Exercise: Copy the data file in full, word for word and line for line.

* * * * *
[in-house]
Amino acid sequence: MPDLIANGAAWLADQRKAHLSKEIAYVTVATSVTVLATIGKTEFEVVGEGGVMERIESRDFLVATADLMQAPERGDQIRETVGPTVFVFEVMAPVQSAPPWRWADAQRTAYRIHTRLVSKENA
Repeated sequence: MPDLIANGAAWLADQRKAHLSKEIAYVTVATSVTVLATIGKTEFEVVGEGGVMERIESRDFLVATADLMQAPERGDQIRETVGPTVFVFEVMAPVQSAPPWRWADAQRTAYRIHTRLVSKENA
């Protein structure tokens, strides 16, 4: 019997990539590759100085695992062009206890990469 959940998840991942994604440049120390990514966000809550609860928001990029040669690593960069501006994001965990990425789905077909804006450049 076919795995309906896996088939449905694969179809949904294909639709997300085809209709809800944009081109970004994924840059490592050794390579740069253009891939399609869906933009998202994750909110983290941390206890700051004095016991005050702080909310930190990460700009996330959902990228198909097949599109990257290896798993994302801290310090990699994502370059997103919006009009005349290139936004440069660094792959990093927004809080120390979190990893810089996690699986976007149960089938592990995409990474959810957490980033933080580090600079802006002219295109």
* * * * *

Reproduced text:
[in-house]
Amino acid sequence: MPDLIANGAAWLADQRKAHLSKEIAYVTVATSVTVLATIGKTEFEVVGEGGVMERIESRDFLVATADLMQAPERGDQIRETVGPTVFVFEVMAPVQSAPPWRWADAQRTAYRIHTRLVSKENA
Repeated sequence: MPDLIANGAAWLADQRKAHLSKEIAYVTVATSVTVLATIGKTEFEVVGEGGVMERIESRDFLVATADLMQAPERGDQIRETVGPTVFVFEVMAPVQSAPPWRWADAQRTAYRIHTRLVSKENA
């Protein structure tokens, strides 16, 4: 019997990539590759100085695992062009206890990469 959940998840991942994604440049120390990514966000809550609860928001990029040669690593960069501006994001965990990425789905077909804006450049 076919795995309906896996088939449905694969179809949904294909639709997300085809209709809800944009081109970004994924840059490592050794390579740069253009891939399609869906933009998202994750909110983290941390206890700051004095016991005050702080909310930190990460700009996330959902990228198909097949599109990257290896798993994302801290310090990699994502370059997103919006009009005349290139936004440069660094792959990093927004809080120390979190990893810089996690699986976007149960089938592990995409990474959810957490980033933080580090600079802006002219295109």